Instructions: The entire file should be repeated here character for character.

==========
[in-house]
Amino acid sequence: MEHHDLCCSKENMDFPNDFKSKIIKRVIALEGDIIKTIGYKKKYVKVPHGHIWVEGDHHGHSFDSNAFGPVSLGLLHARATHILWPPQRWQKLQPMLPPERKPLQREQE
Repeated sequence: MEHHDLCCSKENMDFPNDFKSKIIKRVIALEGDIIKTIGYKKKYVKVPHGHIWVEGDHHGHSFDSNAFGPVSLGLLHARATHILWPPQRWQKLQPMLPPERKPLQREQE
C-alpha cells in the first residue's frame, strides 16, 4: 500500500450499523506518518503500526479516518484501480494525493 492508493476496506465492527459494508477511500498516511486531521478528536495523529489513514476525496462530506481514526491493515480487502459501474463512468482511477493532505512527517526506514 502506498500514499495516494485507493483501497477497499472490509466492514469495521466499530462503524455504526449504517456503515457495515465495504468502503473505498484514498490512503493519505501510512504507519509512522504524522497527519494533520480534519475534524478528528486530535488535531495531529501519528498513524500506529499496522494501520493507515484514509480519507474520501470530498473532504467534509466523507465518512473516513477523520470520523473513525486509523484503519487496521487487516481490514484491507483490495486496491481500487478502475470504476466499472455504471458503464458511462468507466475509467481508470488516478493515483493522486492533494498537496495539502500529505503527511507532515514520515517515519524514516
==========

[in-house]
Amino acid sequence: MEHHDLCCSKENMDFPNDFKSKIIKRVIALEGDIIKTIGYKKKYVKVPHGHIWVEGDHHGHSFDSNAFGPVSLGLLHARATHILWPPQRWQKLQPMLPPERKPLQREQE
Repeated sequence: MEHHDLCCSKENMDFPNDFKSKIIKRVIALEGDIIKTIGYKKKYVKVPHGHIWVEGDHHGHSFDSNAFGPVSLGLLHARATHILWPPQRWQKLQPMLPPERKPLQREQE
C-alpha cells in the first residue's frame, strides 16, 4: 500500500450499523506518518503500526479516518484501480494525493 492508493476496506465492527459494508477511500498516511486531521478528536495523529489513514476525496462530506481514526491493515480487502459501474463512468482511477493532505512527517526506514 502506498500514499495516494485507493483501497477497499472490509466492514469495521466499530462503524455504526449504517456503515457495515465495504468502503473505498484514498490512503493519505501510512504507519509512522504524522497527519494533520480534519475534524478528528486530535488535531495531529501519528498513524500506529499496522494501520493507515484514509480519507474520501470530498473532504467534509466523507465518512473516513477523520470520523473513525486509523484503519487496521487487516481490514484491507483490495486496491481500487478502475470504476466499472455504471458503464458511462468507466475509467481508470488516478493515483493522486492533494498537496495539502500529505503527511507532515514520515517515519524514516